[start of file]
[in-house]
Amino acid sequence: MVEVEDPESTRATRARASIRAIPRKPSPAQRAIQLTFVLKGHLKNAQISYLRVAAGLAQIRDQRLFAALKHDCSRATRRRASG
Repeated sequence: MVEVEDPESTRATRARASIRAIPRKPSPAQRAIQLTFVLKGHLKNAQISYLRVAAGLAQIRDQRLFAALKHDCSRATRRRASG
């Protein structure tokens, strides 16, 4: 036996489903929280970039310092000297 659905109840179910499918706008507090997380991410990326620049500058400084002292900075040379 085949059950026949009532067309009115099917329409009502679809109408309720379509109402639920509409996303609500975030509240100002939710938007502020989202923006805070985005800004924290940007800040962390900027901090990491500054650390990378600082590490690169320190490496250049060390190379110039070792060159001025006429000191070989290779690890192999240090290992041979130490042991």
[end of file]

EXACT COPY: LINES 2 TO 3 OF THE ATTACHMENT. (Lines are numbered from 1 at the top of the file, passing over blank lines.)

Amino acid sequence: MVEVEDPESTRATRARASIRAIPRKPSPAQRAIQLTFVLKGHLKNAQISYLRVAAGLAQIRDQRLFAALKHDCSRATRRRASG
Repeated sequence: MVEVEDPESTRATRARASIRAIPRKPSPAQRAIQLTFVLKGHLKNAQISYLRVAAGLAQIRDQRLFAALKHDCSRATRRRASG